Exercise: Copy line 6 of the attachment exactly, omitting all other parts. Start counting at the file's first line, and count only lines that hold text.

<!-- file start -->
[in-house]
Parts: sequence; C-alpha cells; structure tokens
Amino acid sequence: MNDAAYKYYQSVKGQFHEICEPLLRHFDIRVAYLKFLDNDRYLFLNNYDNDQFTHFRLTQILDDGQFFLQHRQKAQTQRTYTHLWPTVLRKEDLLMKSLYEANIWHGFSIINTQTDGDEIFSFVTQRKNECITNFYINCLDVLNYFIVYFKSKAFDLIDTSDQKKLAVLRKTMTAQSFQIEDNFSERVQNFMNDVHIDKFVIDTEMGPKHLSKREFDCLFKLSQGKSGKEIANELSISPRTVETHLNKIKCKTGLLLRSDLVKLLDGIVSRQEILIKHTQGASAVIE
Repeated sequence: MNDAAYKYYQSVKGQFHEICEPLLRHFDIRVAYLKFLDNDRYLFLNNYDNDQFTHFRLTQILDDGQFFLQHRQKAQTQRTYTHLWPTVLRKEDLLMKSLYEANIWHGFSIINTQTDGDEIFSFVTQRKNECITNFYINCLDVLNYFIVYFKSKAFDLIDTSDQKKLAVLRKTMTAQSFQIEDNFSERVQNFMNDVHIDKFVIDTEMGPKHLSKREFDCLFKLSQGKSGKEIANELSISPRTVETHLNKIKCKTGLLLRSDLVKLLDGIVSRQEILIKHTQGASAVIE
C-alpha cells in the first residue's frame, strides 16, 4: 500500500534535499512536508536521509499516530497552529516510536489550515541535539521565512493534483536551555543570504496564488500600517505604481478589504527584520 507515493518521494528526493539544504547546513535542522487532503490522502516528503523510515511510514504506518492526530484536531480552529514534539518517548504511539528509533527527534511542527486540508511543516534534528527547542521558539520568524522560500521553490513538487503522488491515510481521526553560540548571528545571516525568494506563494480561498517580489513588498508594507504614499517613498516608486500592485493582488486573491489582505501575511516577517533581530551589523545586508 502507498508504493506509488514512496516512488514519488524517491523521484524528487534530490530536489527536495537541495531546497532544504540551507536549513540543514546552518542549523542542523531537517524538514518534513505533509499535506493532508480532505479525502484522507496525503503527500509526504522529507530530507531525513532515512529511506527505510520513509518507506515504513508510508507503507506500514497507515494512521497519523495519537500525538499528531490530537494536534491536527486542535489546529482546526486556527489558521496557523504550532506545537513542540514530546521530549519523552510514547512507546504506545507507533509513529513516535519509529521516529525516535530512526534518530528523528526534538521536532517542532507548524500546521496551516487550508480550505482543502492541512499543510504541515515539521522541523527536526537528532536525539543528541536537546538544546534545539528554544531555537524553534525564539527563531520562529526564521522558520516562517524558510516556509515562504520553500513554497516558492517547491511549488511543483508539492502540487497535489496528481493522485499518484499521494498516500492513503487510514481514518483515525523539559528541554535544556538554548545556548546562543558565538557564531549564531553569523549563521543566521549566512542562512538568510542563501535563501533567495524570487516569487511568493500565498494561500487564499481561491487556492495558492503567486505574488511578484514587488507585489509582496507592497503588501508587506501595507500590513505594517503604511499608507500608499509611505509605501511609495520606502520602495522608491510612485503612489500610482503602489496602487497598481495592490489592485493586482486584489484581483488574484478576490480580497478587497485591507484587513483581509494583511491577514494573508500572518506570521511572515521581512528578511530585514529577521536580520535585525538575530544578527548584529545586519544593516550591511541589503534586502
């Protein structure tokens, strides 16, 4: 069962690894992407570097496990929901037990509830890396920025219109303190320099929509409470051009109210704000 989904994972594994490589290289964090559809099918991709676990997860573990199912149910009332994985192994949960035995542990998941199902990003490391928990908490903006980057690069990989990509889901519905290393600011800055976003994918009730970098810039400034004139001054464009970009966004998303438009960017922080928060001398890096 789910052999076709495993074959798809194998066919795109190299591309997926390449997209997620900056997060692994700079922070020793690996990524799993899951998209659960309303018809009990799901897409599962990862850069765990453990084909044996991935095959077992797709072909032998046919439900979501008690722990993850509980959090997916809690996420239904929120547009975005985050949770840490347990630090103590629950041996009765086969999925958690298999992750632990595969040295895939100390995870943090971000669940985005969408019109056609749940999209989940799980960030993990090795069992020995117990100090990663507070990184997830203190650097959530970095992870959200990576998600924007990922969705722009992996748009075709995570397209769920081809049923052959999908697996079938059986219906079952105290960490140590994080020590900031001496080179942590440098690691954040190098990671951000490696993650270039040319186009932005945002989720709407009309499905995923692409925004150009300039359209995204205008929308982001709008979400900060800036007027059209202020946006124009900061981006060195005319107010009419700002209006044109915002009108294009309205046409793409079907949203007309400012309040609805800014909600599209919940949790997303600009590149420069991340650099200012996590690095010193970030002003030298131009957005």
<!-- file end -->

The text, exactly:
């Protein structure tokens, strides 16, 4: 069962690894992407570097496990929901037990509830890396920025219109303190320099929509409470051009109210704000 989904994972594994490589290289964090559809099918991709676990997860573990199912149910009332994985192994949960035995542990998941199902990003490391928990908490903006980057690069990989990509889901519905290393600011800055976003994918009730970098810039400034004139001054464009970009966004998303438009960017922080928060001398890096 789910052999076709495993074959798809194998066919795109190299591309997926390449997209997620900056997060692994700079922070020793690996990524799993899951998209659960309303018809009990799901897409599962990862850069765990453990084909044996991935095959077992797709072909032998046919439900979501008690722990993850509980959090997916809690996420239904929120547009975005985050949770840490347990630090103590629950041996009765086969999925958690298999992750632990595969040295895939100390995870943090971000669940985005969408019109056609749940999209989940799980960030993990090795069992020995117990100090990663507070990184997830203190650097959530970095992870959200990576998600924007990922969705722009992996748009075709995570397209769920081809049923052959999908697996079938059986219906079952105290960490140590994080020590900031001496080179942590440098690691954040190098990671951000490696993650270039040319186009932005945002989720709407009309499905995923692409925004150009300039359209995204205008929308982001709008979400900060800036007027059209202020946006124009900061981006060195005319107010009419700002209006044109915002009108294009309205046409793409079907949203007309400012309040609805800014909600599209919940949790997303600009590149420069991340650099200012996590690095010193970030002003030298131009957005």